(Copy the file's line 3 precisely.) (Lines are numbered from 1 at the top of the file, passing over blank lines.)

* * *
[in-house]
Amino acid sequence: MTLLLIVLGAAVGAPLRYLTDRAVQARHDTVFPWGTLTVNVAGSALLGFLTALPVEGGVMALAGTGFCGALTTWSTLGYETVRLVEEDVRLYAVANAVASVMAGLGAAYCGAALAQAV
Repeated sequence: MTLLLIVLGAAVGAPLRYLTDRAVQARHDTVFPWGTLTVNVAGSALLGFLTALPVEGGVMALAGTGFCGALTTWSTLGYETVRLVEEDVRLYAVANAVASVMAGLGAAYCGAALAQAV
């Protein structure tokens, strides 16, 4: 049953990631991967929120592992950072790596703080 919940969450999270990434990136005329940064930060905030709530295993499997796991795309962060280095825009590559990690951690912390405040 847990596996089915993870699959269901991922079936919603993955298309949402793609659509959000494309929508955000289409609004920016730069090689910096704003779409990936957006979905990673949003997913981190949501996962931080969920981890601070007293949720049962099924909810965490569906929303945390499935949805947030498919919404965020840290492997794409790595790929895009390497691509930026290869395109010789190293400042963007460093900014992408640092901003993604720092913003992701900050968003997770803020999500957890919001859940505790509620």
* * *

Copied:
Repeated sequence: MTLLLIVLGAAVGAPLRYLTDRAVQARHDTVFPWGTLTVNVAGSALLGFLTALPVEGGVMALAGTGFCGALTTWSTLGYETVRLVEEDVRLYAVANAVASVMAGLGAAYCGAALAQAV